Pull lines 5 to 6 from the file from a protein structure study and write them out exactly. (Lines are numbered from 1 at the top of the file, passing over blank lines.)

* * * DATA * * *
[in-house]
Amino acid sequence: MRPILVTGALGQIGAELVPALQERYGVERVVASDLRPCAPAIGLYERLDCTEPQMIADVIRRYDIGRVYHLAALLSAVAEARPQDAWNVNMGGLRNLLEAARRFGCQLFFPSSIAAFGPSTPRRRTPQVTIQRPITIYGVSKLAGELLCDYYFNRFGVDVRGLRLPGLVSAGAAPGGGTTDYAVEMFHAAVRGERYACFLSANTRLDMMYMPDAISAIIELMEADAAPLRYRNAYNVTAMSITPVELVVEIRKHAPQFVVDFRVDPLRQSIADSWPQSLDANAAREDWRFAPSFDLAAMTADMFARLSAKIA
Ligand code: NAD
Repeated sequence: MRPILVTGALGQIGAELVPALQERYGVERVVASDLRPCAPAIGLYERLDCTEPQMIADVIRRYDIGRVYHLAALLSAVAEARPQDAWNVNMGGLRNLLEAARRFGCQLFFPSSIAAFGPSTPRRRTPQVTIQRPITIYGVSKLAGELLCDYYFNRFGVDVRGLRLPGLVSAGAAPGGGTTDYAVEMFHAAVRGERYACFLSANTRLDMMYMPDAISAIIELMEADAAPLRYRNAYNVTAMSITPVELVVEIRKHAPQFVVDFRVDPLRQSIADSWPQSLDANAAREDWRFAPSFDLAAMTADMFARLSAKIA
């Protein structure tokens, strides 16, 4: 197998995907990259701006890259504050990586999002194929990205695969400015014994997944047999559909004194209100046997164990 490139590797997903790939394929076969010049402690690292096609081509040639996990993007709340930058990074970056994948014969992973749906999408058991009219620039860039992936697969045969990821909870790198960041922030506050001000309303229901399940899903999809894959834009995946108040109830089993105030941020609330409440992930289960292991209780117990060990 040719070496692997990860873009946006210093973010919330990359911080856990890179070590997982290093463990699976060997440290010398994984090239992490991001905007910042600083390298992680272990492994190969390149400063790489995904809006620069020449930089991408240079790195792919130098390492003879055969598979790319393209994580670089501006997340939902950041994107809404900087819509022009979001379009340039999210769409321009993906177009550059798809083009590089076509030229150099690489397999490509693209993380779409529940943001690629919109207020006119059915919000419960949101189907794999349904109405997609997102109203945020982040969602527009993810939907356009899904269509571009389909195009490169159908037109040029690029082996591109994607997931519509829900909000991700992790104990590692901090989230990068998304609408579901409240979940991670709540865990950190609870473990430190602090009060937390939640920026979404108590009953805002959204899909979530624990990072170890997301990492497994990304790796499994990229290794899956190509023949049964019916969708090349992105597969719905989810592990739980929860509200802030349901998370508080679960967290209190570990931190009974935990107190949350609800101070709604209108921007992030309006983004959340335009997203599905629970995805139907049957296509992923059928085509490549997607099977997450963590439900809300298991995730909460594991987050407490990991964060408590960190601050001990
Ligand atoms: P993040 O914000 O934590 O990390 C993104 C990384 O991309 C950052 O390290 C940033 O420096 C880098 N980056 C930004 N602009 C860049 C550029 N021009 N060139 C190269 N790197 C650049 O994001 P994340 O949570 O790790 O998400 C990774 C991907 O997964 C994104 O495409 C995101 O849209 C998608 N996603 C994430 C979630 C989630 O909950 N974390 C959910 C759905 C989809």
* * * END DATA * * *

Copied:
């Protein structure tokens, strides 16, 4: 197998995907990259701006890259504050990586999002194929990205695969400015014994997944047999559909004194209100046997164990 490139590797997903790939394929076969010049402690690292096609081509040639996990993007709340930058990074970056994948014969992973749906999408058991009219620039860039992936697969045969990821909870790198960041922030506050001000309303229901399940899903999809894959834009995946108040109830089993105030941020609330409440992930289960292991209780117990060990 040719070496692997990860873009946006210093973010919330990359911080856990890179070590997982290093463990699976060997440290010398994984090239992490991001905007910042600083390298992680272990492994190969390149400063790489995904809006620069020449930089991408240079790195792919130098390492003879055969598979790319393209994580670089501006997340939902950041994107809404900087819509022009979001379009340039999210769409321009993906177009550059798809083009590089076509030229150099690489397999490509693209993380779409529940943001690629919109207020006119059915919000419960949101189907794999349904109405997609997102109203945020982040969602527009993810939907356009899904269509571009389909195009490169159908037109040029690029082996591109994607997931519509829900909000991700992790104990590692901090989230990068998304609408579901409240979940991670709540865990950190609870473990430190602090009060937390939640920026979404108590009953805002959204899909979530624990990072170890997301990492497994990304790796499994990229290794899956190509023949049964019916969708090349992105597969719905989810592990739980929860509200802030349901998370508080679960967290209190570990931190009974935990107190949350609800101070709604209108921007992030309006983004959340335009997203599905629970995805139907049957296509992923059928085509490549997607099977997450963590439900809300298991995730909460594991987050407490990991964060408590960190601050001990
Ligand atoms: P993040 O914000 O934590 O990390 C993104 C990384 O991309 C950052 O390290 C940033 O420096 C880098 N980056 C930004 N602009 C860049 C550029 N021009 N060139 C190269 N790197 C650049 O994001 P994340 O949570 O790790 O998400 C990774 C991907 O997964 C994104 O495409 C995101 O849209 C998608 N996603 C994430 C979630 C989630 O909950 N974390 C959910 C759905 C989809």